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Boundary conditions for a man-made pond

RS
Martin Schueder, modified 6 Years ago.

Boundary conditions for a man-made pond

Padawan Posts: 52 Join Date: 10/8/13 Recent Posts
Hello,

I am relatively inexperienced in FLOW and as a result have been unable to produce what I believe to be realistic flows fields for my model of a man-made waste water pond.

I have attached a schematic describing the scenario. Flow enters through a pipe at an average rate of 0.023 m3/s (on left). It then exits the pond through a weir (on right) where the Q-H relationship is:

flow = 0, H = 0
flow = 0.023 m3/s H = 0.065 m

where H is height of water above the weir. I have tried the following configurations for my flow boundaries/discharges:

Total discharge time series boundary (0.023 m3/s) in and Q-H water level boundary out (flow = 0, H = 0; flow = -0.023 m3/s H = 0.065 m)
Discharge operation at inlet (0.023 m3/s) and discharge operation at outlet (-0.023 m3/s)
Discharge operation at inlet (0.023 m3/s) and Q-H water level boundary at outlet (flow = 0, H = 0; flow = -0.023 m3/s H = 0.065 m)

None of these seem to produce a flow field where water enters the pond and is channeled out at the outlet. Can anyone advise me as to what the boundaries should look like? Perhaps am I making a mistake in terms of defining my flows as positive/negative when they shouldn't be?

I was also wondering if I should be setting my initial water level to 0.065m or 0. In real life water is continuously flowing over the weir. Since I want to start my model with flow over the weir, my thinking is that I want my I.C. for water level to be greater than zero rather than waiting for the water level to rise before flow over the weir and out of the pond commences. Does this make sense?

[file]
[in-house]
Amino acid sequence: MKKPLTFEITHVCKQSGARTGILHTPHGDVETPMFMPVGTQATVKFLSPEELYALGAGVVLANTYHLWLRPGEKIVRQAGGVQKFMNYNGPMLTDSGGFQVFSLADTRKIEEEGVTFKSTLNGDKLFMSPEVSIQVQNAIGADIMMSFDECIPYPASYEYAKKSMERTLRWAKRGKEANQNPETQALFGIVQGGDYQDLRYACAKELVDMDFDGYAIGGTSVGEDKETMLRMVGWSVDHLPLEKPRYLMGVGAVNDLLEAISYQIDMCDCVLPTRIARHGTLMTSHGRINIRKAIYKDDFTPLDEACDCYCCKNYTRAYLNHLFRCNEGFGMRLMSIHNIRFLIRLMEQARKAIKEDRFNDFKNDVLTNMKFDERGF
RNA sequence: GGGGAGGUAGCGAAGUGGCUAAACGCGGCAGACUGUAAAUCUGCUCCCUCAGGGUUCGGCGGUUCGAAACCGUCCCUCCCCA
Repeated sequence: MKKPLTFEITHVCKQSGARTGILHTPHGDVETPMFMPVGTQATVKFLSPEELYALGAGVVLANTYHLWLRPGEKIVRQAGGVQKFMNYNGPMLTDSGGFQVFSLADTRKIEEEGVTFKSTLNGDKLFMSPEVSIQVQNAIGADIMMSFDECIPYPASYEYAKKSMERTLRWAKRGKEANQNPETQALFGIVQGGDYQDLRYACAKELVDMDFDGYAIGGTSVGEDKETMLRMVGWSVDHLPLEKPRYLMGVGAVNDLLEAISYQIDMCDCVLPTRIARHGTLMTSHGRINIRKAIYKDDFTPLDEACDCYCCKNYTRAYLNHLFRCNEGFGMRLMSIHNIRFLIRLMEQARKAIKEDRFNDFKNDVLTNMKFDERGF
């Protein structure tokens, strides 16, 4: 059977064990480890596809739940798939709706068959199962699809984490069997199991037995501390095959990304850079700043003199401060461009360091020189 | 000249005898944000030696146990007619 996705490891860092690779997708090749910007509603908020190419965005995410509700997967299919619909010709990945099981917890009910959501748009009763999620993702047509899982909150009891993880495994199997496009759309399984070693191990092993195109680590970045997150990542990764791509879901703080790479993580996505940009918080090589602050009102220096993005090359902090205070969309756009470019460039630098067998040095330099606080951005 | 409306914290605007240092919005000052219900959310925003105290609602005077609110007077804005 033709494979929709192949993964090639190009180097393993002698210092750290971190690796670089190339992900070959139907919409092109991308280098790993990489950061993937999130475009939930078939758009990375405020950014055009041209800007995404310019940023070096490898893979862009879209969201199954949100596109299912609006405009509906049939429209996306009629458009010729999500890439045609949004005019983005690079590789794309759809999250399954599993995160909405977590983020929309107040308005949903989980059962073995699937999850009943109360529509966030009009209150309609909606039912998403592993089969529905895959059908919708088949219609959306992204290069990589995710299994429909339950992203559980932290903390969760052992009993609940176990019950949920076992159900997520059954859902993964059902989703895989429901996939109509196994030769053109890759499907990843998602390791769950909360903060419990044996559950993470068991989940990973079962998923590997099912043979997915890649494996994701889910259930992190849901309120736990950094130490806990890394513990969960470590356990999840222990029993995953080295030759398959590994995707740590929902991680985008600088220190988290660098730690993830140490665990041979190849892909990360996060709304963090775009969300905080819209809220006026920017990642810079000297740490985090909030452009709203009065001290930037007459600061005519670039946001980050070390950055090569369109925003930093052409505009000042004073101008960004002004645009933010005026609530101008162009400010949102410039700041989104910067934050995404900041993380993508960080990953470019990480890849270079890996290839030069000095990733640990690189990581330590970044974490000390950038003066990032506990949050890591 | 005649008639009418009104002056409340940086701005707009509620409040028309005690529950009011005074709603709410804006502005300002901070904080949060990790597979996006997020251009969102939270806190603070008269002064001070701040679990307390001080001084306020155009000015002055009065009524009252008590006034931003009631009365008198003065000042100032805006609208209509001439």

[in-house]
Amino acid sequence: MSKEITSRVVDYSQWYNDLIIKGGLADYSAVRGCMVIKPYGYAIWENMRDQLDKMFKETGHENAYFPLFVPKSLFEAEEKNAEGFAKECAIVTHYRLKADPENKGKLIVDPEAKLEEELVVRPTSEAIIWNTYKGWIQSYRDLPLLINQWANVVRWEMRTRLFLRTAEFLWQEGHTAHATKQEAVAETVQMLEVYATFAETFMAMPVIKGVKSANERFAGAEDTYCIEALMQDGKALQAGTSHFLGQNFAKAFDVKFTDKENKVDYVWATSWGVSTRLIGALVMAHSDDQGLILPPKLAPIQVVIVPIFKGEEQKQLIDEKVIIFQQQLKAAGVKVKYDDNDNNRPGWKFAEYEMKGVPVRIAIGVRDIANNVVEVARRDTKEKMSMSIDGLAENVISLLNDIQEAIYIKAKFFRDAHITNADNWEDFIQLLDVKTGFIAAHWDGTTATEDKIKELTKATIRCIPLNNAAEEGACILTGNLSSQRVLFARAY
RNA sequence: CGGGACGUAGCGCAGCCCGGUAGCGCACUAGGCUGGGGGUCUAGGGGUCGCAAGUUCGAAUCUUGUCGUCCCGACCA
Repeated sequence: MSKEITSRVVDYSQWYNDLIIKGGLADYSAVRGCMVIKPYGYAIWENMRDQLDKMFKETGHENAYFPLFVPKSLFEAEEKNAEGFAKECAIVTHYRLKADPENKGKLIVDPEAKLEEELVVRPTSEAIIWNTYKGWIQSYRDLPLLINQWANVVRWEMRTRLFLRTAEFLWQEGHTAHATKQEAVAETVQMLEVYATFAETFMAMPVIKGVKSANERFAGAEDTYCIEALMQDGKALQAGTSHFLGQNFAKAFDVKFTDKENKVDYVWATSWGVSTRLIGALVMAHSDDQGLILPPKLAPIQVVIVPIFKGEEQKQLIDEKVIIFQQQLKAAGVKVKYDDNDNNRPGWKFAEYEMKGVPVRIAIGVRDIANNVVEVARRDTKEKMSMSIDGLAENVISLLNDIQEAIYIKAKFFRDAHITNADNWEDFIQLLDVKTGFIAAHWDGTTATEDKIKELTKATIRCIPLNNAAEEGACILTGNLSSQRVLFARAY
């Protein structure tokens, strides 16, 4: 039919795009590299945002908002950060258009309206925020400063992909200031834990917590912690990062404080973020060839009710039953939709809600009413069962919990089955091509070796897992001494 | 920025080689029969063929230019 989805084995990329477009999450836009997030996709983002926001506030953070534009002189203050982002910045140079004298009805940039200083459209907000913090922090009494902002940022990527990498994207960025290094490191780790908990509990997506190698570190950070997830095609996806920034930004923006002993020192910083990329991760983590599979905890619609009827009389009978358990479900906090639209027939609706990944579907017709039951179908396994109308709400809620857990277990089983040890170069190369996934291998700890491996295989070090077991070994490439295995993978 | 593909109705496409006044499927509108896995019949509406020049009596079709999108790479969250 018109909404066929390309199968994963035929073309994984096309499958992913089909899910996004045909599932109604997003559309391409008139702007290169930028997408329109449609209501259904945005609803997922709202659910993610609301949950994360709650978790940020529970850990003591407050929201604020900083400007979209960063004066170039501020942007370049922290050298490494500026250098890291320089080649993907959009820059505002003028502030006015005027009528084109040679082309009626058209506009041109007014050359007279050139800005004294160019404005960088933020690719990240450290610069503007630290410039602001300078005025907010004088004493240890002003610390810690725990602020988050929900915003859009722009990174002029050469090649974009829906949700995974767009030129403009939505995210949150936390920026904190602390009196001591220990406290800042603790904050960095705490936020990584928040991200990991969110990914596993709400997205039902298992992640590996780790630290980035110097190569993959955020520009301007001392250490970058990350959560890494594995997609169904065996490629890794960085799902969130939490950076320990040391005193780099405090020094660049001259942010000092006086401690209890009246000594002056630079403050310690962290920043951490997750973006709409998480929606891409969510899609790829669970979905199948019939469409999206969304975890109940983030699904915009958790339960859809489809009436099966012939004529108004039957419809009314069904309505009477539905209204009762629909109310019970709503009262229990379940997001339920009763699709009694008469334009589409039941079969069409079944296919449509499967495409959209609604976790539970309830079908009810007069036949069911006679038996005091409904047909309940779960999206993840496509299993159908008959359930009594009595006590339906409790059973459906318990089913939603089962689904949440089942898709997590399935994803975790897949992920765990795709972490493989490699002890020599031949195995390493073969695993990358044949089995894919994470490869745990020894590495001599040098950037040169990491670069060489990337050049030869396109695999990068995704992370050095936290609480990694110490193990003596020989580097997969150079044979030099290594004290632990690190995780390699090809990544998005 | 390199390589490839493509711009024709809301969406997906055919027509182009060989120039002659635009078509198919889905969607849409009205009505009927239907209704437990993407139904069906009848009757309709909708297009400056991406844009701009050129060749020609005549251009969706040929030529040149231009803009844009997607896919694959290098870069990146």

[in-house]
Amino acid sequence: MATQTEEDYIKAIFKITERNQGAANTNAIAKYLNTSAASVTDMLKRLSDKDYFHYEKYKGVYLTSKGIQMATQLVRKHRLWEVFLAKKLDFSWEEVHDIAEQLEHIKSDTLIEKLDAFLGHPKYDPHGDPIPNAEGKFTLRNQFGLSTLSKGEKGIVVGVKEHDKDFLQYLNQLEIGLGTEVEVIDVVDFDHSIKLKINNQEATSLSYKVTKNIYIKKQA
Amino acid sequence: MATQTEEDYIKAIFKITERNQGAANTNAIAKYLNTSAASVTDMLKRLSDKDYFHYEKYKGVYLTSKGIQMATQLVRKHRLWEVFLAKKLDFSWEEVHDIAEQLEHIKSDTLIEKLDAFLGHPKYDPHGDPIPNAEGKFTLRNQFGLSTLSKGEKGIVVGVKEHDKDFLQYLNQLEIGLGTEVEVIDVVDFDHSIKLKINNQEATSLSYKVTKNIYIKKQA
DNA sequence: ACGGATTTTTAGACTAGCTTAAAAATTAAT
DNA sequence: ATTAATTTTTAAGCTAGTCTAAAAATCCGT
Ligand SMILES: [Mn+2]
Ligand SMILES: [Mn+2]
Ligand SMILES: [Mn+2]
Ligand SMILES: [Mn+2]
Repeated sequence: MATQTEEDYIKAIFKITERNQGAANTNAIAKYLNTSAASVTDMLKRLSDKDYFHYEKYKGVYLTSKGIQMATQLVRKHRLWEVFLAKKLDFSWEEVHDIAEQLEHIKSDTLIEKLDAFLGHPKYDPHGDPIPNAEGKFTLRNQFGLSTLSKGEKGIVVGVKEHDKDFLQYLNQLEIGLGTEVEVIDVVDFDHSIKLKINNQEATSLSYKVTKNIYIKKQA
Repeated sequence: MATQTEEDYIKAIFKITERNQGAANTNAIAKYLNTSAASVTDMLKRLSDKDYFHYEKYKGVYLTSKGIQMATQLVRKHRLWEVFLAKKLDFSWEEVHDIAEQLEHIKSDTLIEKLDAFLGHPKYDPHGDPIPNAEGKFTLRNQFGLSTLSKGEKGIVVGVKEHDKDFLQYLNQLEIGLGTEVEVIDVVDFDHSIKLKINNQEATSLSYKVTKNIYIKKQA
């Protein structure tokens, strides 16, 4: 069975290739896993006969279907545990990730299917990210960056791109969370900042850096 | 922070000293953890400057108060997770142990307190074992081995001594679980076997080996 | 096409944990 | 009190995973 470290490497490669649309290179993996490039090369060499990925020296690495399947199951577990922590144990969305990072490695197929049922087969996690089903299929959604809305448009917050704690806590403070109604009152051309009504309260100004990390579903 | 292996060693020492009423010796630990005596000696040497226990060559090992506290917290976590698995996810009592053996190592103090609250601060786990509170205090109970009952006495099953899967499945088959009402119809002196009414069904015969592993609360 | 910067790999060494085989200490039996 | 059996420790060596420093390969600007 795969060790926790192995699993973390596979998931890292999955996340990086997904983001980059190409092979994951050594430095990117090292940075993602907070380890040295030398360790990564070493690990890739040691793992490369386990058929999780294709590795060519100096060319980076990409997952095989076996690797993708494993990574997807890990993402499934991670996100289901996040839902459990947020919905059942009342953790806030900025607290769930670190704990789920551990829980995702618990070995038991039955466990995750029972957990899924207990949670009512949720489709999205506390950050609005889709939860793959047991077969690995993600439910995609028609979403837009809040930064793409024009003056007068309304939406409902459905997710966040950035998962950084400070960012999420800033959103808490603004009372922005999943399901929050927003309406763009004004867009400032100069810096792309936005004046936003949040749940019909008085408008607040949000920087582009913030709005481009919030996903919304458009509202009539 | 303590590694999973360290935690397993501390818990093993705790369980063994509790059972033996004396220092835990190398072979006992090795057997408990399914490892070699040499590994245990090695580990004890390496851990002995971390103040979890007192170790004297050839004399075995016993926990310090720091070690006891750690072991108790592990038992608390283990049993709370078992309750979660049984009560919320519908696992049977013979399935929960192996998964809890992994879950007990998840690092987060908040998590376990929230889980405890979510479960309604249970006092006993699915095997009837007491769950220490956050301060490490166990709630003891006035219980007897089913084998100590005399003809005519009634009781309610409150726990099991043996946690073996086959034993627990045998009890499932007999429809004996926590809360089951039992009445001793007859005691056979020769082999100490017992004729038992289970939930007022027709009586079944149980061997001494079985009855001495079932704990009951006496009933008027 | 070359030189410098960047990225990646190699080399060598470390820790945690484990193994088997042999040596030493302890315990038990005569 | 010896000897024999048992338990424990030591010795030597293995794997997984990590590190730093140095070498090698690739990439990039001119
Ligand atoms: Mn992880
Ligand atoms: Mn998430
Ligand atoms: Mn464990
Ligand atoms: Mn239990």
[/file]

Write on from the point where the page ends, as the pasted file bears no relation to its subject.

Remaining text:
Much appreciated,

Martin
Richard Measures, modified 6 Years ago.

RE: Boundary conditions for a man-made pond (Answer)

Jedi Knight Posts: 178 Join Date: 3/23/11 Recent Posts
Hi Martin

For open boundaries (e.g. total discharge and Q-H) the sign convention for flow depends on the grid indexing. i.e. if your grid indexing increases from left to right (west to east) and you wanted flow from left to right, then boundaries would have a positive flow. (i.e. flow in the direction of the grid orientation is positive, flow opposite to the grid orientation is negative). Generally (but not always) the indexing increases from left to right and bottom to top so I would expect your Q-H boundary should have:
Q = 0, H = 0
Q = 0.023, H = 0.065
it may also be good to have a higher flow point on your Q-H curve for stability e.g.
Q = 0.046, H = 0.13

Alternatively you could use a Time-series vs head downstream boundary and set a constant head of 0.065.

There are advantages and disadvantages of a total discharge vs a discharge operation but a discharge operation may be more stable (the advantage of a total discharge is you can get flow distributed across several cells.

Hope that helps,

Richard
RS
Martin Schueder, modified 6 Years ago.

RE: Boundary conditions for a man-made pond